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Justice was served yesterday. A Minneapolis jury returned a verdict against former police officer Derek Chauvin on all counts for the murder of George Floyd.

For almost a year, we all have waited for this moment after watching the horrific image of Chauvin’s knee on Floyd’s neck for more than 9 minutes, draining the life from his body as he begged for mercy. We will always remember his words: I can’t breathe. 

That cruel, inhumane assault ignited protests across the globe, condemning an act that Black people have endured for generations: The death of another unarmed Black man at the hands of those who have been sworn to protect and serve.

Fittingly, it became a moment when we stood up and collectively stated that “enough is enough.”  Black lives matter—and intentional steps must be taken to protect us.

This time was different. After 10 hours of deliberation, the mixed-race jury in the Chauvin sent a clear message in what has been described as “historic. And the response reverberated from the jubilant cheers from crowds on city streets across the nation to the White House where President Biden delivered a message of a new beginning.

Minnesota Attorney General Keith Ellison asserted in his post-trial statement: “I would not call today’s verdict justice, however, because justice implies true restoration. But it is accountability, which is the first step toward justice.”

Simply put, such acts of police brutality cannot be tolerated or allowed to go unchecked. There must always be consequences.

Now that the verdict has been rendered, this is not the end of the case. The next stage is sentencing in which we will find out in eight weeks how much time Chauvin will spend behind bars.

In this moment, we must also realize that a family continues to suffer the loss of their loved one—a father, a son, and a brother.  And we must take time to remember those who have senselessly lost their lives without such accountability: Michael Brown, Tamir Rice, Sean Bell, Sandra Bland, Eric Garner, Philando Castile, Breoanna Taylor, Daunte Wright, and the countless others who fell victim to similar fatal incidents.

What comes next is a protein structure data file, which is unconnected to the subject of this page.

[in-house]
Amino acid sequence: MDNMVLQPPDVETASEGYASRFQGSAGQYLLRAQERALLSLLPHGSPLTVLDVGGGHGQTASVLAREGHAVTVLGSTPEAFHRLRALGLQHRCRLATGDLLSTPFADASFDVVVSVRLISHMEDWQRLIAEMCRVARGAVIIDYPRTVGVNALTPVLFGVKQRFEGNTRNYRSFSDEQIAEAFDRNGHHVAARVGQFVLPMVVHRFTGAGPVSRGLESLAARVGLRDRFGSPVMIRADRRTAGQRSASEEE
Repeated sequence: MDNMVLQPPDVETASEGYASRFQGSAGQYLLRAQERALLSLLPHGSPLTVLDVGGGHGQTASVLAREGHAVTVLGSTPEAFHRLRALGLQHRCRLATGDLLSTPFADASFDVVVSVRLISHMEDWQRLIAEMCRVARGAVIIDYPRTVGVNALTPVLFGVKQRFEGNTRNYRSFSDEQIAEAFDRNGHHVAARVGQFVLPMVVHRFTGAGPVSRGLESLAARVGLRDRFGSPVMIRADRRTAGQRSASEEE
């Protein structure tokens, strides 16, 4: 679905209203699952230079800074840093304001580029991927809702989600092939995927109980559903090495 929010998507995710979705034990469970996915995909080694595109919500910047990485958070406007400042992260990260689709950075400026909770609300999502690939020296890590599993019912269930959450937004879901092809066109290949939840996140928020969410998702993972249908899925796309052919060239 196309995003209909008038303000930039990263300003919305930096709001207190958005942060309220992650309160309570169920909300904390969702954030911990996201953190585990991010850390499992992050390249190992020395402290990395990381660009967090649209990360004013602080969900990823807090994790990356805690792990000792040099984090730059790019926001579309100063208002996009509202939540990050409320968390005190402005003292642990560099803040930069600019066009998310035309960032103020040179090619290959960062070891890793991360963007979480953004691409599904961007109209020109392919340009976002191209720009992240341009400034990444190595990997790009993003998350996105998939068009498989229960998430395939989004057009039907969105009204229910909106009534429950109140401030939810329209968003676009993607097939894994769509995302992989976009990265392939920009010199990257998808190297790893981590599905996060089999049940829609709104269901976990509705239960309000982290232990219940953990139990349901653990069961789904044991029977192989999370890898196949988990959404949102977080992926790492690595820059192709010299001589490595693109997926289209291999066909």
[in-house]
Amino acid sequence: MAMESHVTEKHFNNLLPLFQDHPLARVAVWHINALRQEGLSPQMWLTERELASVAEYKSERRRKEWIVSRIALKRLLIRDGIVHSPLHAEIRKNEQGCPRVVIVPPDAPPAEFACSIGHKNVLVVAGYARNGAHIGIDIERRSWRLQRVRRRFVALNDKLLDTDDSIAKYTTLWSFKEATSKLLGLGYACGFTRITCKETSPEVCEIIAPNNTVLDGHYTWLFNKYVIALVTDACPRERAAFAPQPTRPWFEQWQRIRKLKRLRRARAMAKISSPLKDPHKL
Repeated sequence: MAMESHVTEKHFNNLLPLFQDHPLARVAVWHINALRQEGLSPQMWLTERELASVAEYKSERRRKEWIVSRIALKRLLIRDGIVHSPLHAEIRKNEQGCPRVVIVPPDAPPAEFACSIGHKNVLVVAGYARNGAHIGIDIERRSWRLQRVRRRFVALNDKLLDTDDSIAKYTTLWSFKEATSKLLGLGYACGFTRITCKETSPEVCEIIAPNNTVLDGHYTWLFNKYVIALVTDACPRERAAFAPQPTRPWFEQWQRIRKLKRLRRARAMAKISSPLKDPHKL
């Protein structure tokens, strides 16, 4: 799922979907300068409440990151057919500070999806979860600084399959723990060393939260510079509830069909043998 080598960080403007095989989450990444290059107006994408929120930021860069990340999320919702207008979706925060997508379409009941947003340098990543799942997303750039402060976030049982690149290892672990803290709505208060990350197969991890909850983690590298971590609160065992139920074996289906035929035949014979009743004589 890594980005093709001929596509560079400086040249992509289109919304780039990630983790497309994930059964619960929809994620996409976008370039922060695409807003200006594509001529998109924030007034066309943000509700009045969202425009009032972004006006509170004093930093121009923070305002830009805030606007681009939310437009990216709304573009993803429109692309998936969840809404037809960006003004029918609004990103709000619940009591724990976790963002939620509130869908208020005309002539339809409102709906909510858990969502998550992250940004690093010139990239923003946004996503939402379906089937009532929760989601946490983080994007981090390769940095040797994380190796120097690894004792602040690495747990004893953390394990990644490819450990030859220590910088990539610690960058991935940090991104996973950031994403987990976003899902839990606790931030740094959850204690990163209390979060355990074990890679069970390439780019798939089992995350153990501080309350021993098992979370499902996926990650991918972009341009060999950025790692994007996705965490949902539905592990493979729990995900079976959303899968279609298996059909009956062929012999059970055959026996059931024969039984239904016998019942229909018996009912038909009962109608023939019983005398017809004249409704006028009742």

The George Floyd tragedy has made the world take notice that the lives of Black Americans have been devalued and marginalized for far too long by not only focusing on the discrimination and systemic racism that permeates our criminal justice system but nearly every other American institution. As such, we cannot afford to be silent when it comes to any action that seeks to place us in mortal jeopardy, deny our fundamental rights, hinder our economic progress, or diminish our dignity.

Let’s use this moment to fuel our vigilance in continuing our fight and leveraging our power—from communities of color to the boardrooms of corporate America—to ensure that police violence against Black people is no longer perpetrated without repercussions and real justice will not remain fleeting. In tandem with that charge, we must be unequivocal in our stand and take every necessary action to gain the economic, racial, and social equity that we deserve.

To paraphrase Attorney General Ellison, this is the work of our generation. We must do so to honor those we lost and advance the lives of future generations.

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